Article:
The design above uses the existing space as best as possible without building on, aswell as opens up the cottage for open plan living, and focuses on the amazing view north-westerly.

Further to the design above. I will be extending the concrete and stone stoep outside, extending around the north part of the cottage, with a hip level stone wall. A zinc and wooden roof will be built covering the stoep, adding to the charm and creating more surface area for rain water.

I would like the cottage to be 100% self-sustainable:
– Rain water for main supply
– bio-filter watering filter system
– solar power for most of the electrical consumption
– vegetable and herb garden outside with grey water from the cottage.

This is our first real building project, and may you send positive thoughts our way. Building and renovations have started, but its small steps first. This is one of the most important building excercises to start as it can help me gauge if its possible to do the rest of the work myself, or hire an expensive, slow builder that could give me more grey hairs and a faster receding hairline.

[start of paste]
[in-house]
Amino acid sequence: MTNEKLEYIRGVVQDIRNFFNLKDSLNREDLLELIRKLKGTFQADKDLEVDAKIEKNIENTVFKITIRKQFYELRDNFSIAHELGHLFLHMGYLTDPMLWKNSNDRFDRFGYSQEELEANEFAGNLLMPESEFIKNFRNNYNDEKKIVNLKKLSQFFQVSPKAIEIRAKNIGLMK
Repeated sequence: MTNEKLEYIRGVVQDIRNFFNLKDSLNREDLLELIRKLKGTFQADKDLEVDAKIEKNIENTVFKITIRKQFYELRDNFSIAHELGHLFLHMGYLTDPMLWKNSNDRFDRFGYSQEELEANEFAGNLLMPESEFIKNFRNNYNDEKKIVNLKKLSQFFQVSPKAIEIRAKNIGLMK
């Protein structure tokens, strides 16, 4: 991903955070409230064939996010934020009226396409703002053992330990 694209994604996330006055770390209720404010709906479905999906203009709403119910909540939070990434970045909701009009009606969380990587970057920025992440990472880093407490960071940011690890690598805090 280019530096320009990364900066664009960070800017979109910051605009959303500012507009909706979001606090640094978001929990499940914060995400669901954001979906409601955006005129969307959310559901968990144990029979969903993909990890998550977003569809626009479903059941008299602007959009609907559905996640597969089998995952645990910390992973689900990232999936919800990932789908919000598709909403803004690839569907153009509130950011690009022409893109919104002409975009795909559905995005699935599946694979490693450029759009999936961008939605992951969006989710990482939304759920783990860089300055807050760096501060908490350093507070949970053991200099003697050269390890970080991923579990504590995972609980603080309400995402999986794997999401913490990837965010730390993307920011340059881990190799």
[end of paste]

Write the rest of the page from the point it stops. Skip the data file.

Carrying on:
Been threatening to build a greenhouse for 4 weeks already. I have marked out the space, positioned it properly and given it a lot of thought. We have a full day of sun everyday unless there is rain, which is a blessing. Ok the title is a little incorrect, but both Xolane and myself are every happy with the work we put in, and the materials we used, cost us almost nothing, except for a few cable ties, and a split thumb.  

This is not the greenhouse I had in mind, and actually just next to the spot where it will be. It’s just been setup for seedlings and cuttings to have some shade, aswell as a spot in the vegetable for us to work. The materials we used were all found on the farm:

– Shade netting found lying around the farm.
– Black wattle tree stumps for the structure
– Salvaged wood for the support structures and working bench
– Salvaged nails from the wood we found
– PVC piping from old pipes found around the farm

We dug holes to put the main tree stumps in, and measure them to a nice height to work under. We reinforced the structure with other wood to make sure it was sturdy for the strong winds. And then  connected the shade netting with cable-ties. i found some lovely pine retted planks under a bush going to waste and salvaged in time to use for the bench. Other than that it took us two a few hours to put it all together and now we have some shade for good development of smaller plants.

One thing that I will remember in future, and a very good tip I learnt last night is to remove the bark of the black wattle and paint it with tar or diesal, it lasts longer and repels insects.

It does have a bit of an angle, and does not look sturdy, but it sure is, its reinforced from all angles, needs a little more work, and will serve us well for many years to come.